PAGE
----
Determinants of anaemia among children aged under five years in Assam, India


  • Sankar Goswami Department of Statistics, Gurucharan College, Silchar, Assam, India
  • Rituparna Acharjee Department of Statistics, St. Anthony’s College, Shillong, Meghalaya, India
  • Sanku Dey Department of Statistics, St. Anthony’s College, Shillong, Meghalaya, India



Anaemia, Assam, Children, Risk factors, Logistic regression


Background: Childhood anaemia is a major public health threat that can increase susceptibility to infections, risk of mortality together with serious degrading consequences on cognitive and physical development. The aim was to examine the prevalence of anaemia in children aged under-five years in Assam, India, exploring 2015-2016 National Family Health Survey (NFHS-4) data.

Methods: Statistical analysis is performed on the cross-sectional data of 10,309 children from 2015-2016 National Family Health Survey (NFHS-4), using binary logistic regression model, to assess the significance of some risk factors of child anaemia. Anaemia was diagnosed by WHO cut-off points on hemoglobin level.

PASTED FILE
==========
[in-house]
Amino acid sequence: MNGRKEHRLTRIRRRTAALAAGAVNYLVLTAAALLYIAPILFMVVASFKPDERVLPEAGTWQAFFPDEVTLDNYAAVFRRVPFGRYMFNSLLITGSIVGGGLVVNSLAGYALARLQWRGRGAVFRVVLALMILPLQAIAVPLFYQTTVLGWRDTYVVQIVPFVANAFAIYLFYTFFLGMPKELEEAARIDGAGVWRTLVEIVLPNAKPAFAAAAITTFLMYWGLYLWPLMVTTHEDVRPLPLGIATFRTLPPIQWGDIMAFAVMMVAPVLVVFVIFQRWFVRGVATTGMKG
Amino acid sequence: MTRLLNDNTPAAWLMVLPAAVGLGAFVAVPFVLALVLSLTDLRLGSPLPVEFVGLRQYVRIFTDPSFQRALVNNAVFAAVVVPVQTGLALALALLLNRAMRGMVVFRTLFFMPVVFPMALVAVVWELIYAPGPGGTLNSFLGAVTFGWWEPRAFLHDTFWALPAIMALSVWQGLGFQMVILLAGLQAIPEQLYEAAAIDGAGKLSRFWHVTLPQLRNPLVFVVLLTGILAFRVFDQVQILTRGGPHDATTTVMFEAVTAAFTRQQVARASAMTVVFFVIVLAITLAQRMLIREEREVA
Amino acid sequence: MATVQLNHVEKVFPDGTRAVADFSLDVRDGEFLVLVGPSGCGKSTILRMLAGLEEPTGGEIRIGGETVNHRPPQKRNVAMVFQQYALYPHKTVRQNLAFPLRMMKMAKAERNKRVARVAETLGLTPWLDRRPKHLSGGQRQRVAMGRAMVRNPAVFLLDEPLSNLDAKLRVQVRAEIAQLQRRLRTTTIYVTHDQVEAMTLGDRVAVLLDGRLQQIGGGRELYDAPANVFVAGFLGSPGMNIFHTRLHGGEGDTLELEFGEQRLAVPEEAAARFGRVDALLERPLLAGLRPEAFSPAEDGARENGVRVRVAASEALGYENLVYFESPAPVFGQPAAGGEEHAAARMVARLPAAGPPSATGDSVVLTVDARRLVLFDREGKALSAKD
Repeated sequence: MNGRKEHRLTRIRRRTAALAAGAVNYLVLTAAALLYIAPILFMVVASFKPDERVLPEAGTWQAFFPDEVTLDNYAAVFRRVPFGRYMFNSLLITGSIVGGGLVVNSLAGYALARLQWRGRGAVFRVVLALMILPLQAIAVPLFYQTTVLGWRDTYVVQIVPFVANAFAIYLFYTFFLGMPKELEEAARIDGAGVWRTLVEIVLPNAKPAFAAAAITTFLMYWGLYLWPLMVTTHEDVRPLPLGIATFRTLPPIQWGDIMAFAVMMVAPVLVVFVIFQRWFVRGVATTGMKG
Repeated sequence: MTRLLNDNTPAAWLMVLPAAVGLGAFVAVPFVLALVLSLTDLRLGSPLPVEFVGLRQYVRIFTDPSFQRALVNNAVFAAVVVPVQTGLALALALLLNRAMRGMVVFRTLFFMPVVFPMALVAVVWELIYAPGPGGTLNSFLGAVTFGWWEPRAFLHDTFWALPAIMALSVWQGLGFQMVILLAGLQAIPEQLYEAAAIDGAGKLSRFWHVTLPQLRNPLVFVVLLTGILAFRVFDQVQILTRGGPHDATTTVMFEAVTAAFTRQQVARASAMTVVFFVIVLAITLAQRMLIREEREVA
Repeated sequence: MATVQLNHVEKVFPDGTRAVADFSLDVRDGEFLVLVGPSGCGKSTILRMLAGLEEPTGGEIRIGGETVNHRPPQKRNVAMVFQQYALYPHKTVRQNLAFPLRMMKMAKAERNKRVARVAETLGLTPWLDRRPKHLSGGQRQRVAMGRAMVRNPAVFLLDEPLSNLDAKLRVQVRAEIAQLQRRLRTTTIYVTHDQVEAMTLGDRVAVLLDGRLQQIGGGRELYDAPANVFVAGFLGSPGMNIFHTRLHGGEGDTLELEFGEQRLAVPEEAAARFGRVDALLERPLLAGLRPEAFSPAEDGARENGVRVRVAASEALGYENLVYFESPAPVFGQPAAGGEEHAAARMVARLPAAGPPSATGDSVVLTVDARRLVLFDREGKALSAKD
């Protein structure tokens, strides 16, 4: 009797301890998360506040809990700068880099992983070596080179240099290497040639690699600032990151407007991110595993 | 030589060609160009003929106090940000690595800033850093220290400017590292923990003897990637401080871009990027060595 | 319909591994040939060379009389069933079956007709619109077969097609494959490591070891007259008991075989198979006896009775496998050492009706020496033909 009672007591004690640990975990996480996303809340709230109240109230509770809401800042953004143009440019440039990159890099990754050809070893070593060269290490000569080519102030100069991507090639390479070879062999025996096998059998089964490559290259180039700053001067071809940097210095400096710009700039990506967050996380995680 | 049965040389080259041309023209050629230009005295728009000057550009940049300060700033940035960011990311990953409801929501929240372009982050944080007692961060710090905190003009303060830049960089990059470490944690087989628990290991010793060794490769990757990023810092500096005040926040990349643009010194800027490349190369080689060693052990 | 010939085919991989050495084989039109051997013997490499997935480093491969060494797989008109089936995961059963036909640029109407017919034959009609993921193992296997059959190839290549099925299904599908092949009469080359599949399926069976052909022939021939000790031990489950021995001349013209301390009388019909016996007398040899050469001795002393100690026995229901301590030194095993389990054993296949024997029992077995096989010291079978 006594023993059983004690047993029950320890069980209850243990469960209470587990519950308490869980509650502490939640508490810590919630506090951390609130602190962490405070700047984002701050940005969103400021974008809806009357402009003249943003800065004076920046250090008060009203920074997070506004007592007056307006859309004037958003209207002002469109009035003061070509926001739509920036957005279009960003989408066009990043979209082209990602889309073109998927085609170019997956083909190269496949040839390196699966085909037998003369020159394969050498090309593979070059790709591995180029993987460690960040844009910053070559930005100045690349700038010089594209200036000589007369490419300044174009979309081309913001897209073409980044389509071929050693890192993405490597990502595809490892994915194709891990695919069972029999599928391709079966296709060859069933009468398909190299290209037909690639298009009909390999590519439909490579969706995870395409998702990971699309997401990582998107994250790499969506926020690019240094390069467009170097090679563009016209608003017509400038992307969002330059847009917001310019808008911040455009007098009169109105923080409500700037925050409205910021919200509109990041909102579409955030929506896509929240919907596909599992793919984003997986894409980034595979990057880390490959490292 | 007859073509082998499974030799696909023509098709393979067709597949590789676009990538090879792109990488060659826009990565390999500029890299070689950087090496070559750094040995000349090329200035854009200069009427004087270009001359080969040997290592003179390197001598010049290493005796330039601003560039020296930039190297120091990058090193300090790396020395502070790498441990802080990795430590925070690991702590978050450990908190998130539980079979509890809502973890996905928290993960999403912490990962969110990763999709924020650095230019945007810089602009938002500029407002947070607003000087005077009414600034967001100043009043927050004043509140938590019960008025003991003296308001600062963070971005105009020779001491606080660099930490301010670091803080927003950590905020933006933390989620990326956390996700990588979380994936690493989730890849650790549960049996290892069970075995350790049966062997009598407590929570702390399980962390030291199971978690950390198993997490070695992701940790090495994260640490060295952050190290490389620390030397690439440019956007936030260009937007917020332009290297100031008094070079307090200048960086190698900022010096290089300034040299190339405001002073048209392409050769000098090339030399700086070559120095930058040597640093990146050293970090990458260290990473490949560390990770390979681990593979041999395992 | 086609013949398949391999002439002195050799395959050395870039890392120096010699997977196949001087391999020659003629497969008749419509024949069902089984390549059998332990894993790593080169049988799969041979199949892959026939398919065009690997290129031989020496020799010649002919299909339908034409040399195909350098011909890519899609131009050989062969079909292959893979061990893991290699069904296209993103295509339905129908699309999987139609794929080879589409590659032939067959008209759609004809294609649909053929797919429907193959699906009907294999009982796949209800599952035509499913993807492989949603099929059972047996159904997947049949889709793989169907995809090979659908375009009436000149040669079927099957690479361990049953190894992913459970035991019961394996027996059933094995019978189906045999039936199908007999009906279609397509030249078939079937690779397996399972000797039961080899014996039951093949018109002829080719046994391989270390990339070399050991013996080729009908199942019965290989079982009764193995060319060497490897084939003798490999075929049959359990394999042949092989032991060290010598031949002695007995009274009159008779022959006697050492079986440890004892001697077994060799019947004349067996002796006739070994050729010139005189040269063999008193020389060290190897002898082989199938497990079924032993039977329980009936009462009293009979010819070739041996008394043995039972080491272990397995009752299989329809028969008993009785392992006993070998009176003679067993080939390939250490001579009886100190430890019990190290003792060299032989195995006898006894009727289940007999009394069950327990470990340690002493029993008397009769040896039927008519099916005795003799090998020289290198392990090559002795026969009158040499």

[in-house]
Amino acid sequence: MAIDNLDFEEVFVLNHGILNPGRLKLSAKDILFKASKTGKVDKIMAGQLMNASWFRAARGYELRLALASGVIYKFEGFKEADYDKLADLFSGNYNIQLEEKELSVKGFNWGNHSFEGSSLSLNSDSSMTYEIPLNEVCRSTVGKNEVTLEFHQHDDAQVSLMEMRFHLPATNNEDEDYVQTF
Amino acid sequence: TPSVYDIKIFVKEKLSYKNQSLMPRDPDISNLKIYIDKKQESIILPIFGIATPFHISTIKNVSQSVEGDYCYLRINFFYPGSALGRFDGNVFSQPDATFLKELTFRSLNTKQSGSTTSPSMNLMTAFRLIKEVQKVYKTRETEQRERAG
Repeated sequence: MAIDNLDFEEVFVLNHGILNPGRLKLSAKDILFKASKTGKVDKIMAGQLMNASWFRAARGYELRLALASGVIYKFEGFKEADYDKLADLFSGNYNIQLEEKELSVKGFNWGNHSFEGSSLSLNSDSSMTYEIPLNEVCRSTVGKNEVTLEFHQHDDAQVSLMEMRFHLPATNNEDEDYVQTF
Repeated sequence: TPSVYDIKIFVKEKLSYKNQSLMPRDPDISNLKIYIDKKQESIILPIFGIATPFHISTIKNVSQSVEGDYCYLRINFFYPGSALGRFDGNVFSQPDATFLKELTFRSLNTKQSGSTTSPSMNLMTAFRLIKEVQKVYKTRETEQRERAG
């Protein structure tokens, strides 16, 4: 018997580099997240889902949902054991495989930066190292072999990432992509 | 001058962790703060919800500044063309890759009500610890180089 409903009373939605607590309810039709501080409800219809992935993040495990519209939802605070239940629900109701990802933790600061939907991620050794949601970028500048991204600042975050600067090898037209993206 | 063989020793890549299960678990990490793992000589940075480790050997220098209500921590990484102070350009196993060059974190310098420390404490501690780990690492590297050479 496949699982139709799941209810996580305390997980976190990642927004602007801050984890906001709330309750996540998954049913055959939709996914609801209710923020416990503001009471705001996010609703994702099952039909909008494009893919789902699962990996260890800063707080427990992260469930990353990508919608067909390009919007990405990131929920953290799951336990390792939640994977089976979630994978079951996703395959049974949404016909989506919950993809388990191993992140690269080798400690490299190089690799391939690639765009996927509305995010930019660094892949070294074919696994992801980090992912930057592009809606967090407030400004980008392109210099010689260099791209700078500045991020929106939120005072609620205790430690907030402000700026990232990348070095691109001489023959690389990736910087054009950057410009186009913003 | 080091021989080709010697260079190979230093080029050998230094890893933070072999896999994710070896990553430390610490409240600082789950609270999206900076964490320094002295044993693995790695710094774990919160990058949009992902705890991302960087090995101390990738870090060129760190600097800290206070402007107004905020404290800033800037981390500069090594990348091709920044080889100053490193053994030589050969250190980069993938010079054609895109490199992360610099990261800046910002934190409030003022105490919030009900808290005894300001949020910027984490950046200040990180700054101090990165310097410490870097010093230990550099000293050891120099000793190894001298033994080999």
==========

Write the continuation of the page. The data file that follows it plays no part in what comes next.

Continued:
Results: The prevalence of child anaemia was 35.7 per cent in Assam, India, with mean haemoglobin concentration 11.36 gm/dl (95% CI, 11.32-11.38); male and female being equaled proportionately anaemic. Out of 27 districts in Assam, the highest prevalence was found in Dibrugarh (52.2 per cent), followed by Nalbari (46.7 per cent) and Darrang (45.6 per cent); and the least prevalence was found in Karbi-Anglong (24.4 per cent). The findings indicate that rural children and lower age-groups were at greater risk of anaemia. Higher birth order, low level of maternal education, low level of maternal nutrition and non-intake of iron supplements during pregnancy increased the risk of anaemia among children (p<0.05).

Conclusions: The findings suggest a need for proper preventive measures to combat child anaemia. Rural population should be given special attention. Maternal education, nutrition, and birth control measures should be priorities in the programs.

Author Biography

Rituparna Acharjee, Department of Statistics, St. Anthony’s College, Shillong, Meghalaya, India

Assistant Professor, St. Anthony's College, Shillong


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